I admit out of the gate, I could do better personally to honor the spirit of Dr. Martin Luther King Jr.’s legacy through the free provision of service to those in need.
You’ll further forgive me if this year I feel less guilty. I plan to honor the day through developing and training my staff to meet our community’s needs year round. After a year in which the most egregious aspects of our national character have been manifested through our national leadership, and the implementation of policies that continue to neglect entire classes, the critical work of community development through youth enrichment has seldom been more relevant in my lifetime.
Perhaps, it’s just a reflection of the national mood that is driving my cynicism, which is undoubtedly shared among those in my generation that seek to keep our darkest days behind us…and it’s a shame that I have to keep reminding myself our darkest days are behind us.
More likely, it is the seemingly never-ending barrage of negative activity and imagery that, left unchecked, will bring upon permanent nationwide derangement, in which it is acceptable to degrade, or as we have seen, tacitly approve hints of the racism that permeate almost 50 years removed from Dr. King’s assassination. Less than two weeks into this new year, we were reminded of the ravages of racism, as viscerally as the continuing struggle of American citizens in Puerto Rico and as blatant as the ignorant imagery of a recent and maddeningly clueless H&M ad in which a handsome young child is lost for the “Coolest Monkey in the Jungle” message on his hoodie.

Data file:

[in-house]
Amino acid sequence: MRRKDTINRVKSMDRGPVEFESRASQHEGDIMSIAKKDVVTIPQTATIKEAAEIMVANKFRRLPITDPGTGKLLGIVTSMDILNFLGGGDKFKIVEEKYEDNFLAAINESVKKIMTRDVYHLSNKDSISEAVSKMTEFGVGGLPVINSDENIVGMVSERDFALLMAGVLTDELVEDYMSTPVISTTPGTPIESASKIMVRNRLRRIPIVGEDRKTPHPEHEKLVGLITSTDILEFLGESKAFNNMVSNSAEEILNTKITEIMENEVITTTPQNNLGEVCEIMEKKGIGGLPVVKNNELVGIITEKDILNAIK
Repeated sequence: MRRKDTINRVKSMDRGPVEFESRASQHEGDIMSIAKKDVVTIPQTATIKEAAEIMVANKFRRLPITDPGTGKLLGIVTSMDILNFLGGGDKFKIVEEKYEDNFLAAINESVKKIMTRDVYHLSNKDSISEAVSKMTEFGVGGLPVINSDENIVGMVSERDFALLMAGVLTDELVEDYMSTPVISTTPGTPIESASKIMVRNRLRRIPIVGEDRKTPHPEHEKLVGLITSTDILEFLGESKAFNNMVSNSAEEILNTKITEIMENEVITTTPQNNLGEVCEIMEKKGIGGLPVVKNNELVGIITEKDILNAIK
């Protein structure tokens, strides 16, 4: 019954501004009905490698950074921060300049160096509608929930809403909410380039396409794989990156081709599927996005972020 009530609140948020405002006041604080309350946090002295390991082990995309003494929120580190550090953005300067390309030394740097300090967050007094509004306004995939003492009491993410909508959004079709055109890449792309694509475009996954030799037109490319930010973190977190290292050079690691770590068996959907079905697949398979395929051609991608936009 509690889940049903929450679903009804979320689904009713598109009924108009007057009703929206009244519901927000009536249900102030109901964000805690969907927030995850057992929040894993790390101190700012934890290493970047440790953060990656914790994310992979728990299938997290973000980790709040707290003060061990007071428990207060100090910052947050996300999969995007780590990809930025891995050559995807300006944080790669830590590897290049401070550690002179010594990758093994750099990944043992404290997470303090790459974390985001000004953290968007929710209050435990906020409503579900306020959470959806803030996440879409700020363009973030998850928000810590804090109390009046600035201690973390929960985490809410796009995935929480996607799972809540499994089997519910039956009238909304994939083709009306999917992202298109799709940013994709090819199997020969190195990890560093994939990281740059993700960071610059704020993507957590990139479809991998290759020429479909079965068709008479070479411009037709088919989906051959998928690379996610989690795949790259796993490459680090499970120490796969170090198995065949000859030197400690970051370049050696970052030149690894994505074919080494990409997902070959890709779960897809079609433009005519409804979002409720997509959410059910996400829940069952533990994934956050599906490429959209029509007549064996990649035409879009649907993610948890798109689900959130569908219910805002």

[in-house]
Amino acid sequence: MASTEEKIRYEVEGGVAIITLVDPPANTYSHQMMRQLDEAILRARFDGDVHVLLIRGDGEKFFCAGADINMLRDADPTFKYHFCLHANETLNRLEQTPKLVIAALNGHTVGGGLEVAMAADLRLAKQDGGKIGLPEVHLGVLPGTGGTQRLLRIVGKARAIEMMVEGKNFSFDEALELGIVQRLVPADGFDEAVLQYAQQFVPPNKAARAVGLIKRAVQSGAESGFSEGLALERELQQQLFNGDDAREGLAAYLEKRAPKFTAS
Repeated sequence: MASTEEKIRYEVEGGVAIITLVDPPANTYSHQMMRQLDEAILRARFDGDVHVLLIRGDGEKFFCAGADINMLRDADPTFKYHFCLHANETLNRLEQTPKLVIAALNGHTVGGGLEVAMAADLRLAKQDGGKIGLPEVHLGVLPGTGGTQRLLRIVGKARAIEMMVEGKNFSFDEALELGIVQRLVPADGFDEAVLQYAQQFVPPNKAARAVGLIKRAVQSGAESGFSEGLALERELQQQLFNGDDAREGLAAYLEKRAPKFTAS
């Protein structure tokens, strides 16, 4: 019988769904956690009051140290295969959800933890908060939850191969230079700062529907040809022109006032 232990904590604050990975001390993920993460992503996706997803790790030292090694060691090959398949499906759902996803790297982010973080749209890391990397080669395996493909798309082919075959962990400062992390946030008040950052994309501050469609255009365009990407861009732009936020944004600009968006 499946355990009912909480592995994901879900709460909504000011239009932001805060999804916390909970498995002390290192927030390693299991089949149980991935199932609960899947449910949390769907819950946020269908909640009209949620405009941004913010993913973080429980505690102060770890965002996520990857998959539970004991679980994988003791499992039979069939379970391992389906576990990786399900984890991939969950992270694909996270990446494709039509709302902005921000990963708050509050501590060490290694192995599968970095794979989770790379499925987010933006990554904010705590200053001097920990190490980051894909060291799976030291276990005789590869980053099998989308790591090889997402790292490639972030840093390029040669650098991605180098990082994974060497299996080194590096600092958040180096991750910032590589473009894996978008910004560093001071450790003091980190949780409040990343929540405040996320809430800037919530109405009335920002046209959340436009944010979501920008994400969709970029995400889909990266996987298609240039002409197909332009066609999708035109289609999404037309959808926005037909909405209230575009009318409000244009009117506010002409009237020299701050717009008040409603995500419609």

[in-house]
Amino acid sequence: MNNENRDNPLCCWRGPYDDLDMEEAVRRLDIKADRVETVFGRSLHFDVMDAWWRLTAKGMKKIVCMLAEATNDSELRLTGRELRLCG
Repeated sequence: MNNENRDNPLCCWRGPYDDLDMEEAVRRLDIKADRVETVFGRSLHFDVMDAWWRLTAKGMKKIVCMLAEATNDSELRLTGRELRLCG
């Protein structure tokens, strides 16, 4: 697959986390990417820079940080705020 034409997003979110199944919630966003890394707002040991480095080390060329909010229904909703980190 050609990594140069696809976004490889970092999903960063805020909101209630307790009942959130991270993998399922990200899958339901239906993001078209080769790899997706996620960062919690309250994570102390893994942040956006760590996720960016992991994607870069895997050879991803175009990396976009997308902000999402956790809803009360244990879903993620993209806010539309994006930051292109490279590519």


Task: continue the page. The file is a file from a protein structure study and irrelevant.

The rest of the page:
These stark reminders of the continuing work we must engage in often overshadow all for which we should be thankful. For example, a little over a year removed from the tenure of the nation’s first Black president, Black people can celebrate growth in areas such as employment, with a 6.8 unemployment rate that represents the lowest level since such data has been tracked. And it’s more than just jobs, as more young, gifted Black minds are seizing competitive opportunities in a tight job market.
And speaking of Black minds, in normal years perhaps we would locally celebrate the pursuit of Dr. King’s dream with the recent news of impressive gains made by all students, but particularly Black youth in Indianapolis Public Schools. This week, the district celebrated the promising news of a nearly 83 percent graduation rate for the 2016-17 school year. The gains represent a six percentage point increase in the district’s graduation rate from the 2015-2016 school year. Among African-American students, the district reported an 84 percent graduation rate, which outpaces the state average. By most objective accounts, these data present growth in a time where the district, city, and state have embraced innovative partnerships designed to stimulate school options and accessibility.
But, 2018, of course, is not a normal year. It is certainly not normal when the same Leader of the Free World signs a proclamation honoring Dr. King while demeaning the very people he fought and died to protect as second class humans from “shithole countries.”
So perhaps this MLK Day I need less forgiveness for spending that solemn day working because now our work is more important than ever.
Check of these other pieces in Indy/Ed MLK Day 2018 Reflection series:
“Separate and Not Equal Cannot Continue in IPS” by Cheryl Kirk
“Teaching the Way Martin Luther King Would” by Andrew Pillow
“We Need More Dreamers” by Shawnta S. Barnes
“Martin Luther King Jr. Day in the Era of 45” by David McGuire